Sociopaths don’t respond to punishment

In response to last week’s entry, Sociopathy and the fearless child one of our readers (Bobby) wrote of his brother, “He was often punished – usually by being sent to bed without his meal – but he would repeat the same behavior as if nothing had happened.” This statement illustrates why the usual parenting does not work with children at risk to develop into sociopaths. They do not respond to punishment!

Parents of sociopaths are often blamed

Tragically, the parents of sociopaths are often blamed for the presence of this condition in their offspring. The belief of many is, He wouldn’t be a sociopath if his parents had taught him right from wrong.

The belief that “discipline” will cure the problems of the at-risk child is illustrated by the fact that there are over a thousand books on disciplining children offered through Amazon.com.

The tool most parents use to discipline, to teach right and wrong, is punishment. But, as stated above, at risk children do not respond to punishment.

Punishment of at risk children often makes their behavior worse

I was in a department store with my three kids last month and my son threw an enormous tantrum. We had to finish shopping because my daughter really needed something for school. A passerby seeing the situation said to me, “Why don’t you just spank him?”

Believe me, if spanking children cured them of behavior problems, there would be no need for over a thousand books on discipline. We would simply tell parents to spank children when they misbehave.

Recent studies of at risk children reveal that parents who emphasize discipline often fail with at risk children. At risk children are punished more often, even though this punishment has little to no positive effect. But if punishing wrong doing doesn’t help, what does?

There are likely two paths to developing a conscience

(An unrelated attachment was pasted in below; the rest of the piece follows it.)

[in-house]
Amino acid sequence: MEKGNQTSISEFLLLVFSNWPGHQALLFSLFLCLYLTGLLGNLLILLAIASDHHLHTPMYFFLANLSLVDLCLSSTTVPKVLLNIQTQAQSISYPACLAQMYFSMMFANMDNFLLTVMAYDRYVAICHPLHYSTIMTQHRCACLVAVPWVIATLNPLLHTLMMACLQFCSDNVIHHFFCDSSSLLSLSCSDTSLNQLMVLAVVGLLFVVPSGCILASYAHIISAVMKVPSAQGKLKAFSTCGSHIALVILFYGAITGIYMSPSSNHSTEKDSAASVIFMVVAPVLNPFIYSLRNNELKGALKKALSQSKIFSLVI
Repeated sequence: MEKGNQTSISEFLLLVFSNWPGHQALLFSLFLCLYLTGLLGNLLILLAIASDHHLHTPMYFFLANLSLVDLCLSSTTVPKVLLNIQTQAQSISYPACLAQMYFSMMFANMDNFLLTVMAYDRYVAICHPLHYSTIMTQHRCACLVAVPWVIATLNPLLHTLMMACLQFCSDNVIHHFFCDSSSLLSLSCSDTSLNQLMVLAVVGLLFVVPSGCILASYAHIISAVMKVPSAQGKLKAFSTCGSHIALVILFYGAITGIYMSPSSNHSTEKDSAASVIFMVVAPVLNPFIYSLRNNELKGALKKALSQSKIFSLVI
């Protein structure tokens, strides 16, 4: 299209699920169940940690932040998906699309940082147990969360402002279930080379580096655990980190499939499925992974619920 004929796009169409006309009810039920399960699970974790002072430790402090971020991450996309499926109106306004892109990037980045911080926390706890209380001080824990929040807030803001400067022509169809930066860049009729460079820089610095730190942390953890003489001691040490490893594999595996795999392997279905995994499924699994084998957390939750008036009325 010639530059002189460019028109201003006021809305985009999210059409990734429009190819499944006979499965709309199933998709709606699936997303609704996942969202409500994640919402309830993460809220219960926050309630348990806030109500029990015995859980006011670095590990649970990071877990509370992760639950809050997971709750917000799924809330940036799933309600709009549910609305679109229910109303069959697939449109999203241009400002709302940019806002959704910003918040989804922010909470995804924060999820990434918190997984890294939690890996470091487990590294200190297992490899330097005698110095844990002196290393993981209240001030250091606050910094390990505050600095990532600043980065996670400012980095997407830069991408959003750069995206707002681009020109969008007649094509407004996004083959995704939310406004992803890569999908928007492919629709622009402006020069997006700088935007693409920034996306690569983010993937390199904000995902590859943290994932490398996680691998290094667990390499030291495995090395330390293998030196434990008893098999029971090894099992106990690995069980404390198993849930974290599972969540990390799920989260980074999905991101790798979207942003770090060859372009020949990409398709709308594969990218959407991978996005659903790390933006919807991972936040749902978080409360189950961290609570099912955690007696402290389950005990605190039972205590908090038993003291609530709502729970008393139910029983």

Scientists are now actively investigating and writing about two pathways to conscience formation. The first is the usual pathway, conscience through guilt. Guilt develops from fear of punishment. The fearless child does not develop conscience through guilt because punishment has no effect.

But, I am sure you have noticed that not all fearless people are without conscience. There are many relatively fearless people who have morals and do good. A beautiful example of such a person is the late Steve Erwin, the Crocodile Hunter. His good heart shown brightly each time he was on screen.

Conscience through empathy, the second pathway

Conscience can also form as an extension of our ability to love. Fearless people who have a conscience also have large amounts of empathy. To see this for yourself, watch the clips of Steve Erwin, he was clearly an extremely loving man. Animal Planet also has clips of his parents discussing his upbringing. He was not an easy child! What comes through the clips is the exceptionally close relationship Steve Erwin had with both his parents.

To develop empathy, a fearless, at risk child has to have an especially close bond with his parent(s)

Excessive punishment alienates the fearless, at risk child and often worsens his behavior.

To develop a consceince, at risk children require huge amounts of nurturing attention. Next week we will discuss this second pathway for conscience formation in more detail.

Comment on this article

38 Comments on "Sociopaths don’t respond to punishment"

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Wow, I’m glad to see that a good article is being recycled! I found this link interesting regarding a man posing as an Army officer…looks like a sociopath to me!


Dear Peggy,

I think I will go down and tell them I am a GENERAL and see if they willl start sending me a pay check, I could sure use the money! I can photoshop some really great photos of me flying a fighter jet and in combat that should show them my heroism in all the wars I’ve fought in! LOL LOL ROTFLMAO

I will admit that this kid has guts, and probably a lot of other psychopathic traits as well. No one but an honest to gosh psychopath would try that stunt! LOL ROTFLMAO Whew, got my belly laugh for the day—heck, the WEEK!

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